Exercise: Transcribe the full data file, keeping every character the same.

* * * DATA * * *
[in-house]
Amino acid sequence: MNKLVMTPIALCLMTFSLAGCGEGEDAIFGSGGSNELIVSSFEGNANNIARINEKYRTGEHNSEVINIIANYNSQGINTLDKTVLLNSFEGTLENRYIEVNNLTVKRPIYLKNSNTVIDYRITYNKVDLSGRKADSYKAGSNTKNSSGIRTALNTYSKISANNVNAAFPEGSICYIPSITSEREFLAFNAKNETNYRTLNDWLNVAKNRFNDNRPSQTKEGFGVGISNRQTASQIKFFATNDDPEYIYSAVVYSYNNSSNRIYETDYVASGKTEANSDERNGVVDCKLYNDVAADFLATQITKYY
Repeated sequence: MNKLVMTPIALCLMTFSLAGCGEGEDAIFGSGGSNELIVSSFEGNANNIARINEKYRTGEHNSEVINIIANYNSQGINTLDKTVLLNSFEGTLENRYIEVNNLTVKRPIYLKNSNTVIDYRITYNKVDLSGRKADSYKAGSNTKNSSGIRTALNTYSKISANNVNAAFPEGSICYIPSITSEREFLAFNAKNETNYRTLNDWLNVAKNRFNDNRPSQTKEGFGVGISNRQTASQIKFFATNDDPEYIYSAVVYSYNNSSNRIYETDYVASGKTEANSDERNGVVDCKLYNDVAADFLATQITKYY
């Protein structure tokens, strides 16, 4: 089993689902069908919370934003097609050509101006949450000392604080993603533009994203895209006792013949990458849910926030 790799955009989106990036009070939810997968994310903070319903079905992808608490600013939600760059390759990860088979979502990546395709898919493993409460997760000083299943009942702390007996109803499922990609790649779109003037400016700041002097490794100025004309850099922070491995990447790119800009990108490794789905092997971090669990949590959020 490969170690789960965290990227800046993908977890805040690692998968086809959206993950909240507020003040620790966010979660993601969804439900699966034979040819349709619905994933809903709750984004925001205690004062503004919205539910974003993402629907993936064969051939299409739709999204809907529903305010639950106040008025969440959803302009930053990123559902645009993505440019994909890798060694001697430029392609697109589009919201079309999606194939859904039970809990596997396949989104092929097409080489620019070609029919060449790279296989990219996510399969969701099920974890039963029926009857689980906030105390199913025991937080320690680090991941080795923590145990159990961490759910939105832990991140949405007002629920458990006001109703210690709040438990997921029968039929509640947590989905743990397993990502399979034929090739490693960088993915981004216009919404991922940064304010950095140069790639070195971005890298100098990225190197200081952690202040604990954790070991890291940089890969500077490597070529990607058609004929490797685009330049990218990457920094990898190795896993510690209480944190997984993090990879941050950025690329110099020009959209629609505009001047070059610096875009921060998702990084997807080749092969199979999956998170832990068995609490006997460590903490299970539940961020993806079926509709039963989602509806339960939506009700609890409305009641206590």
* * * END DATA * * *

[in-house]
Amino acid sequence: MNKLVMTPIALCLMTFSLAGCGEGEDAIFGSGGSNELIVSSFEGNANNIARINEKYRTGEHNSEVINIIANYNSQGINTLDKTVLLNSFEGTLENRYIEVNNLTVKRPIYLKNSNTVIDYRITYNKVDLSGRKADSYKAGSNTKNSSGIRTALNTYSKISANNVNAAFPEGSICYIPSITSEREFLAFNAKNETNYRTLNDWLNVAKNRFNDNRPSQTKEGFGVGISNRQTASQIKFFATNDDPEYIYSAVVYSYNNSSNRIYETDYVASGKTEANSDERNGVVDCKLYNDVAADFLATQITKYY
Repeated sequence: MNKLVMTPIALCLMTFSLAGCGEGEDAIFGSGGSNELIVSSFEGNANNIARINEKYRTGEHNSEVINIIANYNSQGINTLDKTVLLNSFEGTLENRYIEVNNLTVKRPIYLKNSNTVIDYRITYNKVDLSGRKADSYKAGSNTKNSSGIRTALNTYSKISANNVNAAFPEGSICYIPSITSEREFLAFNAKNETNYRTLNDWLNVAKNRFNDNRPSQTKEGFGVGISNRQTASQIKFFATNDDPEYIYSAVVYSYNNSSNRIYETDYVASGKTEANSDERNGVVDCKLYNDVAADFLATQITKYY
């Protein structure tokens, strides 16, 4: 089993689902069908919370934003097609050509101006949450000392604080993603533009994203895209006792013949990458849910926030 790799955009989106990036009070939810997968994310903070319903079905992808608490600013939600760059390759990860088979979502990546395709898919493993409460997760000083299943009942702390007996109803499922990609790649779109003037400016700041002097490794100025004309850099922070491995990447790119800009990108490794789905092997971090669990949590959020 490969170690789960965290990227800046993908977890805040690692998968086809959206993950909240507020003040620790966010979660993601969804439900699966034979040819349709619905994933809903709750984004925001205690004062503004919205539910974003993402629907993936064969051939299409739709999204809907529903305010639950106040008025969440959803302009930053990123559902645009993505440019994909890798060694001697430029392609697109589009919201079309999606194939859904039970809990596997396949989104092929097409080489620019070609029919060449790279296989990219996510399969969701099920974890039963029926009857689980906030105390199913025991937080320690680090991941080795923590145990159990961490759910939105832990991140949405007002629920458990006001109703210690709040438990997921029968039929509640947590989905743990397993990502399979034929090739490693960088993915981004216009919404991922940064304010950095140069790639070195971005890298100098990225190197200081952690202040604990954790070991890291940089890969500077490597070529990607058609004929490797685009330049990218990457920094990898190795896993510690209480944190997984993090990879941050950025690329110099020009959209629609505009001047070059610096875009921060998702990084997807080749092969199979999956998170832990068995609490006997460590903490299970539940961020993806079926509709039963989602509806339960939506009700609890409305009641206590």